something we want now?  vii)
 
 Why does the Church require such strict dress and conduct standards from
missionaries? Wouldn’t they be more effective if th
ey dressed and behaved more
―normally‖ and blended in with society?
 d)
 
Key scripture passages. i)
 
1 Samuel 8:1
22. (1)
 
Israel wanted a king so they could be ―like all the nations‖ (
1 Samuel 8:1, 2
5
). (2)
 
Saul was anointed king and all of Samuel’s predictions came to pa
ss. (3)
 
Instead of getting angry and finding another people to be his chosen people, the allowed Israel to live a standard less than what he wanted for them and tried to make that system work for them. It was not the celestial Law; it was a lesser law. (4)
 
The same thing happened at Sinai: The celestial law was given, then taken away and replaced by the Law of Moses. (a)
 
Paul explains this in
Galatians 3:19, 24
:
Why then was the law given? It was added because of transgressions, until the arrival of the descendant to whom the promise had been made [Jesus Christ
5
]. It was administered through angels by an intermediary [Moses
6
].
….
 Thus the law had become our guardian
[KJV: “schoolmaster”]
7
 until Christ, so that we could be declared righteous by faith. (NET.)
5
 
Paul identifies the descendant (KJV ―the seed‖) as Christ in Galatians 3:16.
 
6
 
Paul doesn’t directly identify Moses as the intermediary (KJV ―the mediator‖
), but it seems most likely, as it was he through whom God administered the Law.
 
Hurricane Utah Adult Religion Class Old Testament: Samuel, Saul, and David Week 14, Page 3 © 2014, Mike Parker http://bit.ly/ldsarc For personal use only. Not a Church publication.
e)
 
[SLIDE 4]
The Samuel Principle. i)
 
 Depending upon people
’  
s spiritual maturity, willingness and ability to live the laws of God, God sometimes permits lesser laws than the celestial law to be the policies and standards as a
“  
schoolmaster
”  
 to keep us tethered to him and bring us gradually to a higher level 
. ii)
 
[SLIDE 5]
 President Ezra Taft Benson:
If you see some individuals in the Church doing things that disturb you, or you feel the Church is not doing things the way you think they could or should be done, the following principles might be helpful: God has to work through mortals of varying degrees of spiritual progress. Sometimes he temporarily grants to men their unwise requests in order that they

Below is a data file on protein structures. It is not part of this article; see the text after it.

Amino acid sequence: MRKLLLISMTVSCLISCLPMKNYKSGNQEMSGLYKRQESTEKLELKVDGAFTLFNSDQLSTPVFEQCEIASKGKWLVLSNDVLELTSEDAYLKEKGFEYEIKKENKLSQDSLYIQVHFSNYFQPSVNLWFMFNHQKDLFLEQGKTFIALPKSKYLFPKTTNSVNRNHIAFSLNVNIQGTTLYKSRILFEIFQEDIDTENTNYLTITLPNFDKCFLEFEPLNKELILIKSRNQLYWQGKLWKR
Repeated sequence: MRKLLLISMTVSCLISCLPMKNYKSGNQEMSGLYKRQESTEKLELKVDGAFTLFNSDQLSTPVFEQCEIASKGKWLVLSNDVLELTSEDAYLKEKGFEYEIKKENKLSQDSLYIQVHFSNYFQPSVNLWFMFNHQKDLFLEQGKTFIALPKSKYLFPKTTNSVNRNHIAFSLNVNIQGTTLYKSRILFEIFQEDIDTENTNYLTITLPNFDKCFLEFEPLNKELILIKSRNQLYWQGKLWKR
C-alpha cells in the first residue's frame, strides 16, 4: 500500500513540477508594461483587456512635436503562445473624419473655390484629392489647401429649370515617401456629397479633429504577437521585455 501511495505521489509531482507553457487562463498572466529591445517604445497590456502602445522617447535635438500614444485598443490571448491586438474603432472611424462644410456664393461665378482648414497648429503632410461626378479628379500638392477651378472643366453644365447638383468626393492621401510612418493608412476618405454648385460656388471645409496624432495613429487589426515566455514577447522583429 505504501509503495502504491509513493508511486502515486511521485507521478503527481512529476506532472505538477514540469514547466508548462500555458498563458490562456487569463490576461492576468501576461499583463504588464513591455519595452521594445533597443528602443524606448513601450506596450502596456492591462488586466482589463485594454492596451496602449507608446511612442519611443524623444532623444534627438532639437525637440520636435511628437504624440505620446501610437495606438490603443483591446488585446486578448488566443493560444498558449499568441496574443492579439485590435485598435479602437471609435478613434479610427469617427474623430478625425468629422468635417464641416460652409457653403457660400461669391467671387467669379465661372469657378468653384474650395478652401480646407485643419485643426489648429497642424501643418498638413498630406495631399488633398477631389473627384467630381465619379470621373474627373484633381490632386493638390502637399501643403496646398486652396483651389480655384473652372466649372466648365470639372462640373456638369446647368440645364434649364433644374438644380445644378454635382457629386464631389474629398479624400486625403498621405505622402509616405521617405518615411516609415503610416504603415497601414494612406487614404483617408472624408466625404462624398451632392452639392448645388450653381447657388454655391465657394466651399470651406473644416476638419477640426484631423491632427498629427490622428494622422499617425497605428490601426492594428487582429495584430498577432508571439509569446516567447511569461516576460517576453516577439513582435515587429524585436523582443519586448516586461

might learn from their own sad experiences. Some refer to this as the “Samu
el
principle.” The children of Israel wanted a king like all the other nations. The
prophet Samuel was displeased and prayed to the Lord about it. The Lord
responded by saying, Samuel, “they have not rejected thee, but they have
rejected me, that I should
not reign over them.”
[SLIDE 8]
 The Lord told Samuel to warn the people of the consequences if they had a king. Samuel gave them the warning. But they still insisted on their king. So God gave them a king and let them suffer. They learned the hard way. God wanted it to be otherwise, but within certain bounds he grants unto men according to their desires. Bad experiences are an expensive school that only fools keep going to.
Sometimes in our attempts to mimic the world, and contrary to the prophet’s
counsel,
we run after the world’s false educational, political, musical, and dress
ideas. New worldly standards take over, a gradual breakdown occurs, and finally, after much suffering, a humble people are ready to be taught once again a higher law.
8
 
iii)
 
[SLIDE 9]
Case study: the principle of divorce as taught by the Savior. (1)
 
Before we discuss this illustration, I want to be clear that I’m aware there are
some here who have personally experienced divorce. The following discussion is not intended to accuse anyone of sin or to point fingers. (2)
 
The rules regarding divorce under the Law given to Moses are found in
Deuteronomy 24:1
2
. A husband could divorce his wife by giving her a written document. (3)
 
Matthew 19:3
9
. ―Moses, because of the hardness of your hearts‖ permitted
the lesser standard found in the Law.
9
 (a)
 
―But from the beginning it was not so
.
There was higher, celestial law that  was had before Moses
—―from the beginning,‖ or the time of Adam.
 (4)
 
 Aside: Clarification on Matthew 19:9b.
7
 From the Greek
 paidagogos
 (
παιδαγωγός
),
―guardian‖ (NET, NIV, ESV, HCSB), ―disciplinarian‖ (NRSV),
 
―tutor‖ (NASB),
custodian,
 or
guide
.‖ A
 paidagogos
 was a man, usually a slave, whose duty it was to conduct a boy or youth to and from school and to superintend his conduct gener
ally. He was not a ―teacher‖ (
didaskalos
 /
διδασκαλος
; as in Romans 2:20).
8
 
Ezra Taft Benson, ―Jesus Christ: Gifts and Expectations,‖ address on BYU
 campus, 10 December 1974 (
http://speeches.byu.edu/?act=viewitem&id=90
).
9
 
The ―lesser standard‖ was codified in
Deuteronomy 24:1
4.